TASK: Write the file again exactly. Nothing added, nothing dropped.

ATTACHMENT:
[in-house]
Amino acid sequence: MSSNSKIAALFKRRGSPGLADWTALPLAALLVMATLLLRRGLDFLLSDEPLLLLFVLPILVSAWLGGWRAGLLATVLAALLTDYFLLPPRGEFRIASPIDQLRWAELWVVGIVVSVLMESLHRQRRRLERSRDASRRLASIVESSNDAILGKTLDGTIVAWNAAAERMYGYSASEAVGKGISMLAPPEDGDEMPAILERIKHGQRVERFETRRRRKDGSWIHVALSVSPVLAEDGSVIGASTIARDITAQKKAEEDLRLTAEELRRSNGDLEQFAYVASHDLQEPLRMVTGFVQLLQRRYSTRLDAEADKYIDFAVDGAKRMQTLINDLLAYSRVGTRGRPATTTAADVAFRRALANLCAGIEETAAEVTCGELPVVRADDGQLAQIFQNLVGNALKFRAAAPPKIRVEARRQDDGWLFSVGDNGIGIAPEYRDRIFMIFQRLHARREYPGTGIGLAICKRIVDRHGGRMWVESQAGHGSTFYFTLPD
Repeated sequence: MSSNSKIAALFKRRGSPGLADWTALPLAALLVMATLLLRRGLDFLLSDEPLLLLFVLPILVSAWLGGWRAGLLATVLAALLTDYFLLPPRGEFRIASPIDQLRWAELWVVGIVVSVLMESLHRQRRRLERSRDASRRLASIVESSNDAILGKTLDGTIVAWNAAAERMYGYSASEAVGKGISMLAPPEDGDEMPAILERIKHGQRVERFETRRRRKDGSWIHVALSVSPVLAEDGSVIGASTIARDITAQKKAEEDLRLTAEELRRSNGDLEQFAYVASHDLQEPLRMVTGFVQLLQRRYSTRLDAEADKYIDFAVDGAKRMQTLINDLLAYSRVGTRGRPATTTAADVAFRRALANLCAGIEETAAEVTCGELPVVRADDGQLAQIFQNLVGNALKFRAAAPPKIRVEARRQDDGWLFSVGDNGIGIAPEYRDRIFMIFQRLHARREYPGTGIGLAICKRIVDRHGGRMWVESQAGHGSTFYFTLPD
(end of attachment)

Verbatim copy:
[in-house]
Amino acid sequence: MSSNSKIAALFKRRGSPGLADWTALPLAALLVMATLLLRRGLDFLLSDEPLLLLFVLPILVSAWLGGWRAGLLATVLAALLTDYFLLPPRGEFRIASPIDQLRWAELWVVGIVVSVLMESLHRQRRRLERSRDASRRLASIVESSNDAILGKTLDGTIVAWNAAAERMYGYSASEAVGKGISMLAPPEDGDEMPAILERIKHGQRVERFETRRRRKDGSWIHVALSVSPVLAEDGSVIGASTIARDITAQKKAEEDLRLTAEELRRSNGDLEQFAYVASHDLQEPLRMVTGFVQLLQRRYSTRLDAEADKYIDFAVDGAKRMQTLINDLLAYSRVGTRGRPATTTAADVAFRRALANLCAGIEETAAEVTCGELPVVRADDGQLAQIFQNLVGNALKFRAAAPPKIRVEARRQDDGWLFSVGDNGIGIAPEYRDRIFMIFQRLHARREYPGTGIGLAICKRIVDRHGGRMWVESQAGHGSTFYFTLPD
Repeated sequence: MSSNSKIAALFKRRGSPGLADWTALPLAALLVMATLLLRRGLDFLLSDEPLLLLFVLPILVSAWLGGWRAGLLATVLAALLTDYFLLPPRGEFRIASPIDQLRWAELWVVGIVVSVLMESLHRQRRRLERSRDASRRLASIVESSNDAILGKTLDGTIVAWNAAAERMYGYSASEAVGKGISMLAPPEDGDEMPAILERIKHGQRVERFETRRRRKDGSWIHVALSVSPVLAEDGSVIGASTIARDITAQKKAEEDLRLTAEELRRSNGDLEQFAYVASHDLQEPLRMVTGFVQLLQRRYSTRLDAEADKYIDFAVDGAKRMQTLINDLLAYSRVGTRGRPATTTAADVAFRRALANLCAGIEETAAEVTCGELPVVRADDGQLAQIFQNLVGNALKFRAAAPPKIRVEARRQDDGWLFSVGDNGIGIAPEYRDRIFMIFQRLHARREYPGTGIGLAICKRIVDRHGGRMWVESQAGHGSTFYFTLPD